Mun C. Wong
ASIS is a great opportunity to not only learn about new technologies first hand, but also to benchmark offerings against competitors Now in its 61st year, the American Society of Industrial Security (ASIS) Seminar & Exhibits is more than an end-user show. Many systems integrators also attend, walk the show and even exhibit to meet with potential customers and perhaps see technology they may need to apply to their clients’ security challenges and issues. This year’s show, from the 28th - 30th of Sept. in Anaheim, California, will showcase video surveillance, intrusion detection, cloud computing, cyber-security and other solutions and services, as well as educational and training sessions. For systems integrators, networking is important. But there are other reasons installation companies attend ASIS Conference and Exhibits. One-stop shop to watch latest security trends Mun C. Wong, PSP, president of VinTech Systems Inc. in Chicago and the first woman to obtain the Alarm Contractor License from the State of Illinois, attends ASIS regularly and tries to make it an annual event. She’s active in ASIS and especially its Women in Security organisation. For Wong, one of the primary reasons for attending is learning about new technology and gaining a better understanding of today’s security issues. “I always come away with information and knowledge and bring that back to my team so we can implement new processes and procedures right away,” she says. Wong says it’s important for her to engage employees and enable them to succeed, and bringing back new information is one way she’s been doing that since she began running the company in 2008. “There are so many things to see and learn,” she continues. “I always have a game plan before I go to the show. I focus on what I need and share information right away with my team so they can start the followup,” she adds. Scott Hucksoll, Vice President Business Development & Sales Operations for STANLEY Security, headquartered in Indianapolis, says ASIS presents an excellent forum for the company to introduce new products and solutions to their customer base and the security industry. "There are so many things to see and learn. I always have a game plan before I go to the show. I focus on what I need and share information right away with my team so they can start the follow-up", says Mun C. Wong, PSP, President of VinTech Systems Collaboration and consultations “We find that customers from around the world and from a variety of vertical markets attend [the show] to collaborate and improve their security programmes, and it is important for us to be part of those conversations,” he says. “We use our time at the show to educate our customers on STANLEY’s newest solutions and any trends that impact their unique business drivers and requirements. In addition to the thought leadership approach we take with customers on the show floor, as an integrator we also dedicate time to meet with current and prospective technology providers to ensure we’re continually advancing our security offerings and are at the forefront of innovation.” Hucksoll said STANLEY also looks at the show as a place to forge new relationships and cultivate stronger ones with current customers. Another goal is to raise awareness across end-user attendees regarding the company’s new Insights business intelligence product offering designed to drive business opportunities in Q4 and 2016. “ASIS is a great opportunity for us to not only learn about new technologies first hand, but also to benchmark our offerings against competitors. We come away from the show with enhanced knowledge to help guide our security and overall business offerings – staying ahead of trends and truly differentiating STANLEY in the marketplace,” he says.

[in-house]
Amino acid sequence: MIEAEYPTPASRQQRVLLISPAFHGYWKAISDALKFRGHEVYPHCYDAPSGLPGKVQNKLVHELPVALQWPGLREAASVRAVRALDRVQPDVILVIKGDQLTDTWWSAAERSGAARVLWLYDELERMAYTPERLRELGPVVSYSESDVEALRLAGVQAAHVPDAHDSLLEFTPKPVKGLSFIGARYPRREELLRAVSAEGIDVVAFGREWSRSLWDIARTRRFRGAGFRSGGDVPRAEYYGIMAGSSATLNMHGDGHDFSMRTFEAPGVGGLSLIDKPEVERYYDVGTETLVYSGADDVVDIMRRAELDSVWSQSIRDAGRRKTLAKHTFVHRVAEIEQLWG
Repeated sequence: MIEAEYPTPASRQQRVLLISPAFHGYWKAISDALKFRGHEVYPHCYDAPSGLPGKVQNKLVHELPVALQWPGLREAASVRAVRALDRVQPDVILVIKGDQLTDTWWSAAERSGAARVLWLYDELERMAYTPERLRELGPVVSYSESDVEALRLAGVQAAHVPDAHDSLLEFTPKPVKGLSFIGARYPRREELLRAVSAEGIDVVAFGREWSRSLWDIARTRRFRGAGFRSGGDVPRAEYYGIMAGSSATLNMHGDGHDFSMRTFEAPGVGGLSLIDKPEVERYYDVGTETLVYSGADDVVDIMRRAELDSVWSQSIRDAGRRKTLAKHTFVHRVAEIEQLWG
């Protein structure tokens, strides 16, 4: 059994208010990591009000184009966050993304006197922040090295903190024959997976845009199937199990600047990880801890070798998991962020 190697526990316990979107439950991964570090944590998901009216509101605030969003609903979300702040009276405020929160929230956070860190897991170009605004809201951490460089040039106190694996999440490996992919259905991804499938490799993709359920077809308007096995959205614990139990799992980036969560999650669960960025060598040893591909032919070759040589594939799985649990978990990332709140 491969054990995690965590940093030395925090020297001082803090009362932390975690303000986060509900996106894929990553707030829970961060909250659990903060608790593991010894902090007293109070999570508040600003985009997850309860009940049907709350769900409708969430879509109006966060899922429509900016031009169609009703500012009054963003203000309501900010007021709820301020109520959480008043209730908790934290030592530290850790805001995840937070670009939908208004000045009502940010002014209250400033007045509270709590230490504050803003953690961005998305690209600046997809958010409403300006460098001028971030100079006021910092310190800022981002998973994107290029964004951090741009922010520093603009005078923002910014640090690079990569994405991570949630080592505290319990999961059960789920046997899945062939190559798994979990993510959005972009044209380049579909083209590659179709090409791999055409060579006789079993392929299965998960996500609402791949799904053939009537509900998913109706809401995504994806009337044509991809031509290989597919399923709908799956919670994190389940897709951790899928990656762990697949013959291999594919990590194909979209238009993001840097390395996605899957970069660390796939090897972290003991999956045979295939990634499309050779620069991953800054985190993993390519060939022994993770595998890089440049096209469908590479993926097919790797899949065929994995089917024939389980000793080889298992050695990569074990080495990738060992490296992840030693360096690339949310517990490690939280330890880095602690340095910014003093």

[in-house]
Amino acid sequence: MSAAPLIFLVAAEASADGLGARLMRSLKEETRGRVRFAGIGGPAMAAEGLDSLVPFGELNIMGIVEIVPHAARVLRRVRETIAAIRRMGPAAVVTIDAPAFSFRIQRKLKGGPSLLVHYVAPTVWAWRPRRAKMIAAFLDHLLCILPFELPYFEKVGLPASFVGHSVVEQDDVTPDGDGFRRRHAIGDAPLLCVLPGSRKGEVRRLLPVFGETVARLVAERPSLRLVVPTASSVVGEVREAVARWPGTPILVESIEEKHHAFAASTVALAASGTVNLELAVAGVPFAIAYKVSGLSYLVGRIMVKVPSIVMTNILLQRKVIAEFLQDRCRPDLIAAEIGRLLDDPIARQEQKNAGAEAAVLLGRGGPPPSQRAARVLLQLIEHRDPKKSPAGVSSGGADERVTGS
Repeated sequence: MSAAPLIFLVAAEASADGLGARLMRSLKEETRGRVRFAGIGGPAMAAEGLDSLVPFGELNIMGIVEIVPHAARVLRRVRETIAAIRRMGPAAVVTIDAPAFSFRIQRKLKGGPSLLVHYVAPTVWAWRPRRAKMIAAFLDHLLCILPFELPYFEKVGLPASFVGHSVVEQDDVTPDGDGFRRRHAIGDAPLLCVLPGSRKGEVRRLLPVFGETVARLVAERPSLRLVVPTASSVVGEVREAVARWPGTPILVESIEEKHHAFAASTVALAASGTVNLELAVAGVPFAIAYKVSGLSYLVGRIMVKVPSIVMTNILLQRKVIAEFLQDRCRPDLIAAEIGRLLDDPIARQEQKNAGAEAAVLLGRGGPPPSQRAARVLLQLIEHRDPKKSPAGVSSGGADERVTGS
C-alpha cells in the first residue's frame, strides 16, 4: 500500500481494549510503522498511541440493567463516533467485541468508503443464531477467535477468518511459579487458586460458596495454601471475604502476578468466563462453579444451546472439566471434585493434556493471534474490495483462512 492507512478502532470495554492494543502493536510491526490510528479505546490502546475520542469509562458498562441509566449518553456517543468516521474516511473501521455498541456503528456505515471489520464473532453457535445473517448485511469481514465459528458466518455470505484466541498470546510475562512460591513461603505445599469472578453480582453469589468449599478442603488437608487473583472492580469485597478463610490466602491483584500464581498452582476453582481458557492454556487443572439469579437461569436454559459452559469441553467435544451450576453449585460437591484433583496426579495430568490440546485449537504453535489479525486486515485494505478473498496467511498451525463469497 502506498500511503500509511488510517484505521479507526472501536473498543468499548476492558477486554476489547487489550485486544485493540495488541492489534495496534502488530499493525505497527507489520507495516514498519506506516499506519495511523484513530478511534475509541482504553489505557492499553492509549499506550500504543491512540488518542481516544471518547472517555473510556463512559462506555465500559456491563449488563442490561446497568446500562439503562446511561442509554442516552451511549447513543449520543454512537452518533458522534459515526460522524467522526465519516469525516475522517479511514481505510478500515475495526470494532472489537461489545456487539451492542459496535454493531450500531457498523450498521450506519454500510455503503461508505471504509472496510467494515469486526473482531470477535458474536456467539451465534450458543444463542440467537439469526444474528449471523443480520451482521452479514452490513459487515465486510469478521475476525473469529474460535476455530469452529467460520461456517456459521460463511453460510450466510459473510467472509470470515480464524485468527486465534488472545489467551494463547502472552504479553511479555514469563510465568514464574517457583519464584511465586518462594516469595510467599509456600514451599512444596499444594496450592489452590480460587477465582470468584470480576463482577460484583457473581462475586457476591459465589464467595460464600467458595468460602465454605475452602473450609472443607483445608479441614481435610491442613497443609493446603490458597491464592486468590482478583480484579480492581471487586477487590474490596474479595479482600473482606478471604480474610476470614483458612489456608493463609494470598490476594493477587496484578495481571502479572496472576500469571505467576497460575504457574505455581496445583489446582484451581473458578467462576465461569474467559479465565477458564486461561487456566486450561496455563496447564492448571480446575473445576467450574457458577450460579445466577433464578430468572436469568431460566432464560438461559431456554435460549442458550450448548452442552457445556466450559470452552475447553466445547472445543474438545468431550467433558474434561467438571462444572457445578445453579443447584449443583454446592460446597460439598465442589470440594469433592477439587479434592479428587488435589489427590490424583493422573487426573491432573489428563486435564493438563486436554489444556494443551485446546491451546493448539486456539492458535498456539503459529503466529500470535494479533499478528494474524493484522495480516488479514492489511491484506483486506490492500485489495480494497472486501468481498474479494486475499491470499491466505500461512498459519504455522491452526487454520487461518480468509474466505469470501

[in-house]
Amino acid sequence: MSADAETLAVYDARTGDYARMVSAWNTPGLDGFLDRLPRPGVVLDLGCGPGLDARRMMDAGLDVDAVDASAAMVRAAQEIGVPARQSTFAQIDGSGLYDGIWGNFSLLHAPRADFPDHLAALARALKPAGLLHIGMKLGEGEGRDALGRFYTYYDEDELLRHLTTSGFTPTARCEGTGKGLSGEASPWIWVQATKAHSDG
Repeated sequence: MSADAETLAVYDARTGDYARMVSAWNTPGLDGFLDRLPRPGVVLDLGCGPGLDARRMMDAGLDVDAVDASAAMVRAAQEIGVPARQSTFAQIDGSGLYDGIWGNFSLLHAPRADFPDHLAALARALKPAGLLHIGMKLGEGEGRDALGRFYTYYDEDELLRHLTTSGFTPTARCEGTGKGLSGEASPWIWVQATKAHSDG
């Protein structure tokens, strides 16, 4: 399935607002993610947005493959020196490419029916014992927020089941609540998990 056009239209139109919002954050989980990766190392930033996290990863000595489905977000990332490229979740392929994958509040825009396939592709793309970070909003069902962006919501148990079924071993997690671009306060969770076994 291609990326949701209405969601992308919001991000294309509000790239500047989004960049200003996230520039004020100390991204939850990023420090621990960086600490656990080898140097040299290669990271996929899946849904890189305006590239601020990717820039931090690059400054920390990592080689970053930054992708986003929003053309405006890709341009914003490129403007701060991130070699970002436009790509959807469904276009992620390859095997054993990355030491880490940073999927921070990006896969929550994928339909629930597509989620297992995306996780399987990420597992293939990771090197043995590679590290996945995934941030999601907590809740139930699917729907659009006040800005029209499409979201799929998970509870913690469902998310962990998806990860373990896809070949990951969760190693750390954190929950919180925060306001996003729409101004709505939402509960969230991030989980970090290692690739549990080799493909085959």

Wong was the first Asian woman to obtain the Alarm Contractor License Mun C. Wong, PSP and president of VinTech Systems Inc. in Chicago, is a successful entrepreneur who has brought new technologies and a knack for superior service to her integration business. In fact, at the age of 29, she was the first Asian woman to obtain the Alarm Contractor License from the State of Illinois and its Department of Financial and Professional Regulation. But she doesn't focus on gender, or what it’s like to be a woman in the male-dominated physical security business, although those pressures have certainly lessened as the industry has become more diverse. Wong says she’s frequently asked whether she faces more or equal challenges as a woman president. Integrity matters, not gender “Right at the beginning of managing the company, I vowed not to think about gender in terms of running the business,” Wong says. “I am as competent as others. As a matter of fact, I was really young when I started. I had to tell myself that age and gender do not matter at all to the success of our business. It worked out very well. Most of the challenges come from outsiders who do not know me. So the answer is ‘no,’ in my perspective, gender doesn’t really make a difference. Challenges are the same, and it depends on how you react to them.” Wong received her bachelor’s degree in psychology from The University of Illinois at Urbana-Champaign in 2006. She decided to take a year off before going to graduate school. “During that time, I came upon an opportunity to assist a start-up technology company here in Chicago. I told myself I had nothing to lose and gave it a shot. Amazingly, I did very well and enjoyed what I learned, so I decided to stay and grow the company with my business partner.” "The answer is ‘no,’ in my perspective, gender doesn’t really make a difference. Challenges are the same, and it depends on how you react to them" She’s been at the helm of VinTech Systems since 2008. Several of her greatest challenges have been growing the company, managing development, and keeping up with ever-changing technologies. VinTech Systems is a member of the Electronic Security Association and Illinois Electronic Security Association and the company has an A+ Better Business Bureau Rating. The company tailors each solution to the customer and the vertical market, specialising in video verification and surveillance. Wong's top-down philosophy of engaging employees and enabling them to succeed is a good formula as well. “Our team works really well together. Our employee retention rate is high. We work together to find the best talent for our company. Here’s a good example of something that happened just last week: I was ready to hire a new team member whom I thought would be a good fit for the company. During the second meeting, I invited the staff member who would be working with the new team member to join the interview; afterwards, she gave me good insights and observations for the hire. That helped a great deal!” VinTech Systems has received many accolades and has also been recognised as one of the country’s fastest-growing systems integrators. Again, Wong attributes that to teamwork. “I can’t do it all myself. I am grateful to have dedicated team members working beside me,” she says.